Risk 5: Limited choice of course type and delivery mode

Students may not have equal opportunity to access a sufficiently wide variety of higher education course types.


Regional differences in the availability of types of higher education courses (such as undergraduate, degree apprenticeship, HNC) and the mode of course delivery (such as part-time, distance or hybrid) that are offered may result in some groups of students not being able to attend a course of their choice.

Experiencing this risk is likely to impact a student at the access, on-course and at the progression stages of their education.

  • Differences in the availability of course type and delivery may result in more restricted choice for students with certain characteristics, and subsequently to lower progression to higher education rates.
  • This may subsequently impact on regional disparities in course choice, qualifications, and the labour market.
  • On course, it may also contribute to lower continuation rates and lower course attainment for these students, if they are not studying on a course type and/or delivery style that is suited to their situation.

Students who are:

  • prisoners
  • parents
  • care experienced
  • LGBT
  • commuter students
  • young carers
  • Asian
  • mature
  • from a low household income
  • disabled.

Note that the ordering does not denote a scale or ranking system.


It is important to consider how different student characteristics might interact with each other, and with school and areas-based characteristics. Providers may also wish to consider whether the mode of study heightens a risk.

For example, for each of the student characteristics noted above, students who live in rural areas are more likely to experience this risk than students who have the same personal characteristic, but who live in an urban area.

It is therefore recommended that providers consider intersectionality closely when looking at their own data.

For different groups of students, the impact of these risks that are visible in data might be:

  • low application rates
  • homogeneity in course type and/or delivery option within a provider
  • low on-course attainment rates (which may differ for students on different course-delivery modes)
  • low continuation rates (which may differ for students on different course-delivery modes).

Although this is a national risk, the extent to which it is seen at each provider may depend on factors such as:

  • location
  • entrance tariff
  • whether the provider recruits nationally or locally and the range of course types/delivery mode available.

We therefore encourage providers to examine their own data and establish if this risk to equality of opportunity affects their current or potential student population.

Access HE (2021). ‘Best Laid Plans: London's 'Covid Cohort' and Progression to Higher Education’. (Accessed 12/01/2024)

Archer, A., Higton, J., Sibieta, L., and Tahir, I. (2021), ‘The Road Not Taken: The Drivers of Course Selection’, Social Mobility Commission

Ball, S.J., D. Reay, and M. David (2002) ‘‘Ethnic Choosing’: Minority Ethnic Students, Social Class and Higher Education Choice.’ Race Ethnicity and Education 5 (4): 333–357. doi:10.1080/1361332022000030879.  [Taylor & Francis Online], [Google Scholar];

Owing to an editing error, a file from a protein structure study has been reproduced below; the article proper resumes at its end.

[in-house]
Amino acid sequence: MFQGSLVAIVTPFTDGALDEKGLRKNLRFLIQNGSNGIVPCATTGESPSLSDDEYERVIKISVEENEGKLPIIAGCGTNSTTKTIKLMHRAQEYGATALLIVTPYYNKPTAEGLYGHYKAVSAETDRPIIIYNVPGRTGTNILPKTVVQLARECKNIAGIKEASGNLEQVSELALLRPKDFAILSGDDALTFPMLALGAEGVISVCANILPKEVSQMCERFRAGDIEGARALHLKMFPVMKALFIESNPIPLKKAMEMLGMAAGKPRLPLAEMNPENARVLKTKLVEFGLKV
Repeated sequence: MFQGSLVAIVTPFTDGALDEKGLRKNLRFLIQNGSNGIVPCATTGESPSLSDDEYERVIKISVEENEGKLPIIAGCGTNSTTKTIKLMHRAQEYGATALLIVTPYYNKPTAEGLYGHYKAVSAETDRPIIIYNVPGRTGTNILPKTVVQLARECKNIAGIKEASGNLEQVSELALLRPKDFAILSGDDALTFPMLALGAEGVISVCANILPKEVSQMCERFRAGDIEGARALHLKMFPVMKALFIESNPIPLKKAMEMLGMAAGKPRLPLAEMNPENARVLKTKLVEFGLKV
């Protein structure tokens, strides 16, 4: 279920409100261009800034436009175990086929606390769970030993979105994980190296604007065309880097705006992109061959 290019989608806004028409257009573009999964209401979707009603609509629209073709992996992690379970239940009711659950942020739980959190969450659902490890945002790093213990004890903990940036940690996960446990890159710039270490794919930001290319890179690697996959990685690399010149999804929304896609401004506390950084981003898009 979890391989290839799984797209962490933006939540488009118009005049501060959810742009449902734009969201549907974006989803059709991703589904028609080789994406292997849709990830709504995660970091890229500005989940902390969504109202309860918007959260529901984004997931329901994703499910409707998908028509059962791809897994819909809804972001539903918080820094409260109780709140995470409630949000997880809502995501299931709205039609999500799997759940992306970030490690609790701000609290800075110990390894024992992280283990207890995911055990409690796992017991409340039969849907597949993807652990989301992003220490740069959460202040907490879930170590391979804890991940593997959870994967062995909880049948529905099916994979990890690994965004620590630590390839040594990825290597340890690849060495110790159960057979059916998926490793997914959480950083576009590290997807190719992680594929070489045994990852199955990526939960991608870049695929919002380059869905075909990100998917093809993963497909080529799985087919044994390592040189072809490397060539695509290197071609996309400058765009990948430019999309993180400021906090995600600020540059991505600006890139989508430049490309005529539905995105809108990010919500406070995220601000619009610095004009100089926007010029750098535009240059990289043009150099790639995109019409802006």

Bland, B (2015) ‘Focus on access and retention. Risks for students who are estranged or disowned by their family’. Access_and_Retention.Final.pdf (thestandalonepledge.org.uk)

C McCabe, K Keast & M. S Kaya (2022) ‘Barriers and facilitators to university access in disadvantaged UK adolescents by ethnicity: a qualitative study, Journal of Further and Higher Education’, 46:10, 1434-1446, DOI: 10.1080/0309877X.2022.2086037

Donnelly, M., & Gamsu, S. (2018) ‘Home and away: Social, ethnic and spatial inequalities in student mobility’. The Sutton Trust. (Accessed 12/01/2024)

HEPI (2023) ‘Student Academic Experience Survey 2023’. HEPI. (Accessed 12/12/2023)

Learning and Work Institute, ‘Rates of adult participation in learning’.

London School of Economics (2021): ‘Journeys into higher education and employment: The impact of covid-19 on young people’. 

Lyonette, C., Atfield, G., Behl, H., Gambin, L. (2015) ‘Tracking student mothers’ higher education participation and early career outcomes over time: initial choices and aspirations, HE experiences and career destinations. Final report.’ Institute for Employment Research, University of Warwick, Coventry.

Noden, P., M. Shiner, and T. Modood. 2014. ‘Black and Minority Ethnic Access to Higher Education’. London: LSE. (Accessed 7 June 2022).  

Office for Students (2021) ‘Insight 9 May 2021 Improving opportunity and choice for mature students’. (Accessed 10/12/23)

Office for Students (2023) ‘A new approach to fair access, participation and success’. (Accessed 05/12/2023)

Shiner, M., and T. Modood. (2002) ‘Help or Hindrance? Higher Education and the Route to Ethnic Equality.’ British Journal of Sociology of Education 23 (2): 209–232.doi:10.1080/01425690220137729.  [Taylor & Francis Online] [Web of Science ®], [Google Scholar];

UCAS ‘Next Steps: What is the experience of disabled students in education?’  (Accessed 11/01/2024)

UCAS ‘Next Steps: What is the experience of LGBT+ Students in Education?’ (Accessed 12/12/2023)

UCAS ‘Next Steps: What is the experience of students from a care background in education?’ (Accessed 05/12/2023)

White, P.M., Lee, D.M. (2020) ‘Geographic Inequalities and Access to Higher Education: Is the Proximity to Higher Education Institution Associated with the Probability of Attendance in England?’. Res High Educ 61, 825–848 https://doi.org/10.1007/s11162-019-09563-x


Published 29 March 2023
Last updated 18 January 2024
18 January 2024
We have published a list of references that informed this risk.

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